If you want a good laugh, visit  The GW RIP video is hysterical - well I thought so.

Also, my good friend Ian Hodgson has been made redundant, sorry his position as Editor-in-Chief has been made redundant, from the RHS The Garden magazine.

And then I hear that Bauer, who own the lovely Garden News, which I write for every fortnight, is looking to buy BBC magazines - which includes Gardeners' World Magazine.

It's all go in the heady world of garden journalism and it's not even Christmas yet.

Tuesday 7 December 2010

Winter woes

Looks like the British nursery trade will be getting some more money from me next year.
The weather this winter means that some of the plants in my garden are going to struggle to make it through. It's not only that it's cold - flaming cold - but it's the extent and duration of the cold snap.
Currently it is -5.5C, the coldest it has gone down to in the last two weeks is -9.5C, but apart from Sunday, the temperature hasn't lifted above freezing during that time.
Extensive, long cold periods mean that plant roots freeze and, as a result, can't absorb water so it's like they're in 'drought' conditions. Also, as water freezes, it expands, so plant cells literally explode as the mercury drops.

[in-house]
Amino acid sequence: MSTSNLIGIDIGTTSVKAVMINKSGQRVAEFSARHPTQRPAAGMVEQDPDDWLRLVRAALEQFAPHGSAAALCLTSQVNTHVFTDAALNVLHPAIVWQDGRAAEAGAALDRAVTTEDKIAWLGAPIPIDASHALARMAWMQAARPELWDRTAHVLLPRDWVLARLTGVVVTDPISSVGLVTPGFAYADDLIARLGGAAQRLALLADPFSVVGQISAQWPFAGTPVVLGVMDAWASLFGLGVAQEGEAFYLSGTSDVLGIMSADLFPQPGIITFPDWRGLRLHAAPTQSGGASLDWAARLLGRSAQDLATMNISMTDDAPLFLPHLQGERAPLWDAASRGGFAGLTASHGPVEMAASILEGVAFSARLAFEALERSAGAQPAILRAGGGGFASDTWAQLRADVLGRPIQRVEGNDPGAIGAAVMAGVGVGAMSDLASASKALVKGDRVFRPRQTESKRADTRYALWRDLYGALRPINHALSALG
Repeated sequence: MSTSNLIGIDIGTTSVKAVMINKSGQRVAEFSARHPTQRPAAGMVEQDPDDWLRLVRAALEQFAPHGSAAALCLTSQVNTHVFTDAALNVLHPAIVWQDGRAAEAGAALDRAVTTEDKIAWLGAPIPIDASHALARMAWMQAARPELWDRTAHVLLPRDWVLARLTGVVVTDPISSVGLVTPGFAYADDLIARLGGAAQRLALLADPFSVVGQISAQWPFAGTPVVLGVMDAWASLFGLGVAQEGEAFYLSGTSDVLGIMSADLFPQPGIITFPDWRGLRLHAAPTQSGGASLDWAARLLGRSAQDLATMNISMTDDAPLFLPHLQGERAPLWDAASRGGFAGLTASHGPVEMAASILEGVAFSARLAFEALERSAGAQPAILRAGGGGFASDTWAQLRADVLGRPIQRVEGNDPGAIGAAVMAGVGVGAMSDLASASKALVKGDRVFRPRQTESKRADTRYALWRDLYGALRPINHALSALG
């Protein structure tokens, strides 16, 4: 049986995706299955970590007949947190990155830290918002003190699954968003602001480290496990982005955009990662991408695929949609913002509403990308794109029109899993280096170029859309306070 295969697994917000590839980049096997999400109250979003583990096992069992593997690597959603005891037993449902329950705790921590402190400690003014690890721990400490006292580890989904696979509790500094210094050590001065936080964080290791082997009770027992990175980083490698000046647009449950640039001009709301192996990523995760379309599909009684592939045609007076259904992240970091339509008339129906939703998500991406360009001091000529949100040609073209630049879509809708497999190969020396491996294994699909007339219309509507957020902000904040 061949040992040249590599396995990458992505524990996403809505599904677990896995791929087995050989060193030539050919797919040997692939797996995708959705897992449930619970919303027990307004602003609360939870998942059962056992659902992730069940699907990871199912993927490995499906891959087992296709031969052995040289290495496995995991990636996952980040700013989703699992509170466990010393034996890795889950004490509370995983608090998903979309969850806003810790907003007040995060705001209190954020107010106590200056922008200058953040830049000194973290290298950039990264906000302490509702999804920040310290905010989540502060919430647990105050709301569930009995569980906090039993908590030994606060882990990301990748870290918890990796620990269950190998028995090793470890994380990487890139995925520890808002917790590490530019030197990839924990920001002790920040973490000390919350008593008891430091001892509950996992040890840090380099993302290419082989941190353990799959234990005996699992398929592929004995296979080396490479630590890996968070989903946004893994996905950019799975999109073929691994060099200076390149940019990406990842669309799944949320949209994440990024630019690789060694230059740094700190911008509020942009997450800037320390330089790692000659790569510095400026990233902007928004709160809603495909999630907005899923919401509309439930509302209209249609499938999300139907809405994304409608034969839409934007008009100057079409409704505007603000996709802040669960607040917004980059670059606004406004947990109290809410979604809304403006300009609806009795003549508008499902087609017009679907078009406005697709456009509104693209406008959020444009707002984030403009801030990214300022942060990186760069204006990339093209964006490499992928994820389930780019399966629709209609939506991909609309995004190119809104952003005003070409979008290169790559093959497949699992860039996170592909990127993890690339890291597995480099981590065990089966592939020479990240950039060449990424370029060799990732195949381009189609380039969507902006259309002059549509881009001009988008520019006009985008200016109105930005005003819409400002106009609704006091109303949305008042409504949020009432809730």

It's even worse for plants in containers as the roots don't have the surrounding insulating soil to keep them warmer.
At the beginning of this year, after the 2009/2010 winter I got inundated with e-mails from people worried about plants coming through the winter. Surprisingly in some respects, the one plant that got most enquiries was cordyline - even those that had been growing in gardens for many years. I'm expecting another e-mail avalanche after this cold snap.